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MusicWeb International, December 2013

The Naxos disc…is glorious: Rota at his breezily nostalgic best, with some ravishing cantilenas…Sound is first-rate too and the musicians give terrifically poised performances, especially clarinettist Goran Gojevic and pianist Mary Kenedi. © 2013 MusicWeb International Read complete review

Patrick Hanudel
American Record Guide, September 2013

Kuo, Zelenka, Sweeney, and Kenedi all play with consummate professionalism and artistic commitment, infusing Rota’s scores with color, wit, zest, and power…this is worth a look. © 2013 American Record Guide Read complete review on American Record Guide

Phillip Scott
Fanfare, September 2013

Performances are excellent, particularly Gojevic’s smooth clarinet; he knows how to capture the Italianate warmth that permeates the composer’s writing. Recording is clean, bright, and open, like the music itself. © 2013 Fanfare Read complete review

John Terauds
Musical Toronto, July 2013

We…need to thank musicians like Toronto pianist Mary Kenedi and her band of enthusiastic collaborators—violinist Lynn Kuo…cellist Winona Zelenka…bassonist Michael Sweeney…and clarinettist Goran Gojevic—for showcasing some excellent chamber music by Rota.

As Kenedi & co show on their album…there is a lot of fine compositional talent on display here, compellingly interpreted.

The pairing of Zelenka and Gojevic is inspired.

Although this album is all about the fine ensemble writing and ensemble work, Kenedi and her piano are the glue that holds all of this music together. She is by turns fiery and reflective, playing with beguiling élan as well as elegance. She has a great opportunity to let the full breadth of her abilities show in a big, melodramatic Fantasia for solo piano. © 2013 Musical Toronto Read complete review

Gary Lemco
Audiophile Audition, June 2013

Opening this chamber music divertissement—by a fine group of Toronto-based musicians—is the 1973 Trio for Clarinet, Cello, and Piano, a piece whose first movement, played staccatissimo, enjoys a lyrically breezy persuasion, very much in the light Stravinsky mode.

The Rota collection concludes with a recent discovery, the composer’s 1945 Fantasia in G Major… The virtuosity and coloration Kenedi achieves certainly convince us of her digital and poetic prowess, her having convinced us that the Rota legacy extends meaningfully beyond his cinematic repute. © 2013 Audiophile Audition Read complete review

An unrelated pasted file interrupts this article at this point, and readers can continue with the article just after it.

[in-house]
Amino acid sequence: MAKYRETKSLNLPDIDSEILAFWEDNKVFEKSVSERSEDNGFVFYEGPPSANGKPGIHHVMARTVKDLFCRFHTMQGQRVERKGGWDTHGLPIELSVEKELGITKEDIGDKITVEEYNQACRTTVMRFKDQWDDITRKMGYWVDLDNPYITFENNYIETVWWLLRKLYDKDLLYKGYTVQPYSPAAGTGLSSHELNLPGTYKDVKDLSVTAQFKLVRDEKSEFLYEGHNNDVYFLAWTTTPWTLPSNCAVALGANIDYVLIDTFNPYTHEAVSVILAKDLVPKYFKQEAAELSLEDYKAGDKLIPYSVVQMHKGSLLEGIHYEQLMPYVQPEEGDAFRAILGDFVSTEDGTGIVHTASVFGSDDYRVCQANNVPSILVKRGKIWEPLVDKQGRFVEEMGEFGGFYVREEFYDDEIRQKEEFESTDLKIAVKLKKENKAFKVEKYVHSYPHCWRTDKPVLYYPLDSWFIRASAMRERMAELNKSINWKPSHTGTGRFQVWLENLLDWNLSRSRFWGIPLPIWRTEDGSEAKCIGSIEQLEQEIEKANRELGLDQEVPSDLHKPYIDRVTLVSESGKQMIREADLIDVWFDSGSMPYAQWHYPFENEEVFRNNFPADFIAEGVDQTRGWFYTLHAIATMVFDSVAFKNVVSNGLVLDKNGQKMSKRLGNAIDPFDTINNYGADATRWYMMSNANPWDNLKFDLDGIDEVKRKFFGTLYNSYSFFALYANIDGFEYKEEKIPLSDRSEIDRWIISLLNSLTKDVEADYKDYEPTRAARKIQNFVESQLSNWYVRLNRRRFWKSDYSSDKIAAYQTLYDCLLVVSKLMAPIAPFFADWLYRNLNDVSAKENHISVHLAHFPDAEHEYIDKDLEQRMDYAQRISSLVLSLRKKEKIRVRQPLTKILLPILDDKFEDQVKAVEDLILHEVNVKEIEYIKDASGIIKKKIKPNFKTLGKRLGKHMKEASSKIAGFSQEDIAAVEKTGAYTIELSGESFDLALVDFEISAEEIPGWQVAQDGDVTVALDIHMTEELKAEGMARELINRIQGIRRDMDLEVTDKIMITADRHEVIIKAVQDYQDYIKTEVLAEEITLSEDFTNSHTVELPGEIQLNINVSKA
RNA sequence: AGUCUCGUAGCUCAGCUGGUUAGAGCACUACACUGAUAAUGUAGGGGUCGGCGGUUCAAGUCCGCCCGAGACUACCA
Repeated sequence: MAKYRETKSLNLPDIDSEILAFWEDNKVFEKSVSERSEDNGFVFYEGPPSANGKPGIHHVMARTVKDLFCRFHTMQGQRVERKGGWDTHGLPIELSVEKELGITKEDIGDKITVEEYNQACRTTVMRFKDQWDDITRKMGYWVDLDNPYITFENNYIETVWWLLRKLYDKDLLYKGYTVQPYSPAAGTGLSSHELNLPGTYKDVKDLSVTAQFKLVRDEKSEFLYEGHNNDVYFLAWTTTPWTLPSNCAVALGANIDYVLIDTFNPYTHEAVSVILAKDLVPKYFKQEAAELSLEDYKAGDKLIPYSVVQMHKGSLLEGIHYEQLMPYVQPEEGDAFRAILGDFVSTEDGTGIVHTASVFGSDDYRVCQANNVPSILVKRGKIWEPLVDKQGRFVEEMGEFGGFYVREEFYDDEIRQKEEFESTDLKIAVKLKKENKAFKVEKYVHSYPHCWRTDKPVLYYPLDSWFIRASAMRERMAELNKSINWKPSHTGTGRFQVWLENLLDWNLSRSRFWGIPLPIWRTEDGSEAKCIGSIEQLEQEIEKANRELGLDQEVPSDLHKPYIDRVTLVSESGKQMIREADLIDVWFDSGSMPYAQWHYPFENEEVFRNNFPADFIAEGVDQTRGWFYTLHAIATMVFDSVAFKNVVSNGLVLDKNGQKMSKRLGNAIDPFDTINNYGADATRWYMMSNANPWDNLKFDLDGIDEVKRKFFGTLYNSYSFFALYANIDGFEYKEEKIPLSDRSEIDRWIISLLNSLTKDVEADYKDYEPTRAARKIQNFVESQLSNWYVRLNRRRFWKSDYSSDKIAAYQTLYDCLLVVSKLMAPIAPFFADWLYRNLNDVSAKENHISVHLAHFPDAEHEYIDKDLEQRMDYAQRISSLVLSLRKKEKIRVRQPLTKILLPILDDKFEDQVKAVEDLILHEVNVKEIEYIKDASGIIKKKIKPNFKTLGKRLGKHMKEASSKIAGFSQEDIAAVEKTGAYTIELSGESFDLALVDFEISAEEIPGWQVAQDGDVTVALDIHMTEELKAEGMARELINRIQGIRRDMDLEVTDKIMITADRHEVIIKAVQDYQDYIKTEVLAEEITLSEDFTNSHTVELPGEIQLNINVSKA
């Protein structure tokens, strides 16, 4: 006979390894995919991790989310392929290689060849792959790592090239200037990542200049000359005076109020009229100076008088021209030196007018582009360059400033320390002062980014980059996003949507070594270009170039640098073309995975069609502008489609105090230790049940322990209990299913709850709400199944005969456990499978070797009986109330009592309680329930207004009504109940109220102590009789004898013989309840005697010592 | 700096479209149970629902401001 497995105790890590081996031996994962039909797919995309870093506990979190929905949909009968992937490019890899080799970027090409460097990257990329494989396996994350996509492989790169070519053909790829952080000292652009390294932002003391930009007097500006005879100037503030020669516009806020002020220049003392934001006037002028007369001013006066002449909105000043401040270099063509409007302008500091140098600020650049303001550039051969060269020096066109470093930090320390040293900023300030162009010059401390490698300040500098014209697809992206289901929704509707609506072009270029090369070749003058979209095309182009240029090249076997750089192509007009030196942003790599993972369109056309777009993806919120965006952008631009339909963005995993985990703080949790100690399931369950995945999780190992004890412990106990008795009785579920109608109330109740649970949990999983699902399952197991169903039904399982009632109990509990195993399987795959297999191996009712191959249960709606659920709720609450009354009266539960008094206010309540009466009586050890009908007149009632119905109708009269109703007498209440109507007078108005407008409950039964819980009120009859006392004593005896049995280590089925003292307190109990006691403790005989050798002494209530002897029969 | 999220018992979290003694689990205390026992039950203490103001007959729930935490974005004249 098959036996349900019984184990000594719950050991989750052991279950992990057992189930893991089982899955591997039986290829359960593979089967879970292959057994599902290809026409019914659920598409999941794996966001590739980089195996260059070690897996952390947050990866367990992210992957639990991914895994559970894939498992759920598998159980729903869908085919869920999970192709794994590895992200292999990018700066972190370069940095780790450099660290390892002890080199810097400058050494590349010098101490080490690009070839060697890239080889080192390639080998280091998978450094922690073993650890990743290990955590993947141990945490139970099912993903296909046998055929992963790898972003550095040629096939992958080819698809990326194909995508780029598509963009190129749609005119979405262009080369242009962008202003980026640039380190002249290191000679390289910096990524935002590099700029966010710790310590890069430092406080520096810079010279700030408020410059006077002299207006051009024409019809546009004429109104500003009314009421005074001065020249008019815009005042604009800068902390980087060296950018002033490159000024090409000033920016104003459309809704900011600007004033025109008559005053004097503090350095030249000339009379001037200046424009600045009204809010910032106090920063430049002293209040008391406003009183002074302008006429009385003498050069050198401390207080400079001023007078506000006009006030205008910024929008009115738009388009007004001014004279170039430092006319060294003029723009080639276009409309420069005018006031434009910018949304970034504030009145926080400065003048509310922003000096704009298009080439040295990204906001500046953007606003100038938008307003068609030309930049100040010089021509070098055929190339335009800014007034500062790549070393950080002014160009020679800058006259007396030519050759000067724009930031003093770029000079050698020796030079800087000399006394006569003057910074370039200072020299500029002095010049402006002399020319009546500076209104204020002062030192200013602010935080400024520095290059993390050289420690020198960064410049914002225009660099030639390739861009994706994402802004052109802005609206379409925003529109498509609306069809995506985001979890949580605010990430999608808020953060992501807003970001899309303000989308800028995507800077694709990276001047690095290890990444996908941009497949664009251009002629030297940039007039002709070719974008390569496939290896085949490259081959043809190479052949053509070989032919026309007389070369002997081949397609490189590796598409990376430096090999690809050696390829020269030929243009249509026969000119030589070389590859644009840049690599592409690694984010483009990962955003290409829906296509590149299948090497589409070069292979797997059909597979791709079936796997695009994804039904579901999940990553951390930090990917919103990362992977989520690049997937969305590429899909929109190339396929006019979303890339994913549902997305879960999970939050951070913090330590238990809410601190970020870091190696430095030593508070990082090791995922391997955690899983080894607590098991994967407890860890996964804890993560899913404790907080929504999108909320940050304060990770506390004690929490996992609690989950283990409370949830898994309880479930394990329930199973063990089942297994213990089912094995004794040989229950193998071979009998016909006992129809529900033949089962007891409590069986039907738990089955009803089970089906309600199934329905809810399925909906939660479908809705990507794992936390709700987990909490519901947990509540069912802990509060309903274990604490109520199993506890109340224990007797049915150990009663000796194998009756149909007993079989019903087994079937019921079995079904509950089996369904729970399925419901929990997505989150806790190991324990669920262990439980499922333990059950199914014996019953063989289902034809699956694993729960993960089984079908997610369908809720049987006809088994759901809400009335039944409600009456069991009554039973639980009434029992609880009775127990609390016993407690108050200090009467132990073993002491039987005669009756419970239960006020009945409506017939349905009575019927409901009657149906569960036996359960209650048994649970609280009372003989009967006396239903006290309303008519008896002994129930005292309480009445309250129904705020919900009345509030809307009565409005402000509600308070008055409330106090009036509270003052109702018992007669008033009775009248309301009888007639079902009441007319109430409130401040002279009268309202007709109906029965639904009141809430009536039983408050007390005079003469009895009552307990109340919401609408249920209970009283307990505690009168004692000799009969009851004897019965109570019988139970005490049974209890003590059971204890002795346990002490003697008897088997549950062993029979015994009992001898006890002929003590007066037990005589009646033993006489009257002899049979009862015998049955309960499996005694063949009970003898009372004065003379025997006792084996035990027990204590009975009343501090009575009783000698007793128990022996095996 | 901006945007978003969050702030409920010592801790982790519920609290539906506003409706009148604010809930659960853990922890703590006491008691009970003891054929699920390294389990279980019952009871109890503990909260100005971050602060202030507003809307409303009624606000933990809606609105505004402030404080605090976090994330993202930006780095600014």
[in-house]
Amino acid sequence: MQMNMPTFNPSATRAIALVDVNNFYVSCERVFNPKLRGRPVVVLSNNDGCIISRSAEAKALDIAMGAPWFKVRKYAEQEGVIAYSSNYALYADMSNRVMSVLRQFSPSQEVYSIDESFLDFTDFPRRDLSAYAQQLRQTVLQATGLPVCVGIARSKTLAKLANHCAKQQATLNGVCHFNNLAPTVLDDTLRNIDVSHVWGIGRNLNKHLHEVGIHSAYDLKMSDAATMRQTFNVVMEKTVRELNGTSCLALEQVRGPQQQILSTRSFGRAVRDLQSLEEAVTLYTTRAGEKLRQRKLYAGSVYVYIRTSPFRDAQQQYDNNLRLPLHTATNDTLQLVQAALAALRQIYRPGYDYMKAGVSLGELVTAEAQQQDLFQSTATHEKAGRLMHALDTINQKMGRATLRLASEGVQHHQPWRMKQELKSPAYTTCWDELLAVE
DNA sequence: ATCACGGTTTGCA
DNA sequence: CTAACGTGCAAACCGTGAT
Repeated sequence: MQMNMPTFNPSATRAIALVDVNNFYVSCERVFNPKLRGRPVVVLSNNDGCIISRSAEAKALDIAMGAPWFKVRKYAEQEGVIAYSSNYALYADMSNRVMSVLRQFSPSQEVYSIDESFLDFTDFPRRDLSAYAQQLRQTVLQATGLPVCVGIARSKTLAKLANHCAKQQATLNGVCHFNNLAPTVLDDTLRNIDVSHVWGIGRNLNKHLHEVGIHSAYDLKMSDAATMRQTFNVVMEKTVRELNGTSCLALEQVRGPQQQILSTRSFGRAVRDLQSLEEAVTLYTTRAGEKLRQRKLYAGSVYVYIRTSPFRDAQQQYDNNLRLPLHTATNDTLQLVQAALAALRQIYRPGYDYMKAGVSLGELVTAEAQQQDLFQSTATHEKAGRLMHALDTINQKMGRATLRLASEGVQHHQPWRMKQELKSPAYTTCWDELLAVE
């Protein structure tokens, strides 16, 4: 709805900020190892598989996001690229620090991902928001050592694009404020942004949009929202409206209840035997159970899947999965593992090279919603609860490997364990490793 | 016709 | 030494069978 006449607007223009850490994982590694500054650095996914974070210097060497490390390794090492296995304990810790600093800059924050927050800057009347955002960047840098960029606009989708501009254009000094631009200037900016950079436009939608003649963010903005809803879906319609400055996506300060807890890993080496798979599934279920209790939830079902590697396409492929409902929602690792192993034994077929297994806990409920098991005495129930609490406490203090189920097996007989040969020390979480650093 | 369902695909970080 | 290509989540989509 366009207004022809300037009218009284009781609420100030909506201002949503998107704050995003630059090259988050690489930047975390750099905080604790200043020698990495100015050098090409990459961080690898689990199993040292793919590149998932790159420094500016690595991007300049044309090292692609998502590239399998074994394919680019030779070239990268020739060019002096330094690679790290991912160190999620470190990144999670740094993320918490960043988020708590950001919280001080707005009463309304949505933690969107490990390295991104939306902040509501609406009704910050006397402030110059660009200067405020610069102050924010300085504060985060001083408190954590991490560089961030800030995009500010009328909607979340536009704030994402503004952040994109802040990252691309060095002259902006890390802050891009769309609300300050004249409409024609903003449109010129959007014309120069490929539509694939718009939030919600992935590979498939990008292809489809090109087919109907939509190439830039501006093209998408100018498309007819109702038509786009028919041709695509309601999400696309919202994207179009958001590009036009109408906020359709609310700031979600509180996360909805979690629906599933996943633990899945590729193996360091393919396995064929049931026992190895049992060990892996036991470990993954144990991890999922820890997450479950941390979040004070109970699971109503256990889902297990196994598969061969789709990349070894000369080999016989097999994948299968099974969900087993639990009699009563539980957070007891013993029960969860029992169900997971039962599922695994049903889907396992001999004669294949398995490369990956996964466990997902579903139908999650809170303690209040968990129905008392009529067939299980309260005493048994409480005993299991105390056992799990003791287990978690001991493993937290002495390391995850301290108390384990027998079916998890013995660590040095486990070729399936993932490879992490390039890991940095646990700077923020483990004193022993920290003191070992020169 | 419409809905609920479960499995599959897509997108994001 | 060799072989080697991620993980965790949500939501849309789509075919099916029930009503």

Richard Haskell
The WholeNote, June 2013

This is a charming disc, its appeal not only in the high level of performance, but in the inherent contrasts found within the music. The Trio for Clarinet, Cello and Piano from 1973 is pure cheekiness, with two playful outer movements surrounding a languorous andante. In contrast, the lyrical Clarinet Sonata…clearly looks back to the 19th century with its expansive melodies and mood of introspection. Gojevic’s warm tone and Kenedi’s solid command of the score result in a fine performance.

This collection is a most welcome addition to the catalogue, and ample proof that there is much more to Nino Rota than what we’ve heard on the big screen during the last 45 years. Bravo to all performers involved for some fine music making. © 2013 The WholeNote Read complete review

David Denton
David's Review Corner, April 2013

‘The composer for the film score of The Godfather’, will be the epitaph for Nino Rota, though he spent much of his life writing an abundance of concert music. On his own admission it would have taken ten years to sort out his manuscripts discovered on his death, and only recently has the Piano Fantasia come to light. Born in 1911 with music in his ancestry, an oratorio written at the age of 12 received much acclaimed performances in Milan and Rome. He was later to study in Rome and at the Curtis Institute in the United States, and was subsequently highly regarded as a composer. Yet in those years when he began writing film scores, the classical music establishment lost interest in him, as they did with so many others who followed that path. Stylistically he did not take music much past the lyrical composers of the early 20th century, and he had no liking for atonal music. He wrote in many modes, his incredibly funny opera, The Italian Straw Hat, my own favourite among his works. The earliest piece on the disc, the Clarinet Sonata, dates from 1945, its musical feet very much in the world of Brahms, the piano being as important as the clarinet. From the same time the Fantasia for solo piano moves its inspiration to Chopin seen through the eyes of Liszt, both works having more than a hint of the sadness the world had just experienced. Following a very short virtuoso Improvviso for a Violin and Piano, we move to the 1970’s for the Trio for Clarinet, Cello and Piano.. At times quirky and humorous, Rota has devised a score of equal importance for each instrument, the finale a madcap chase. The performances come from Canadian based soloists, notably the outstanding Yugoslav-born clarinettist, Goran Gojevic. Pleasing music well recorded. © David’s Review Corner

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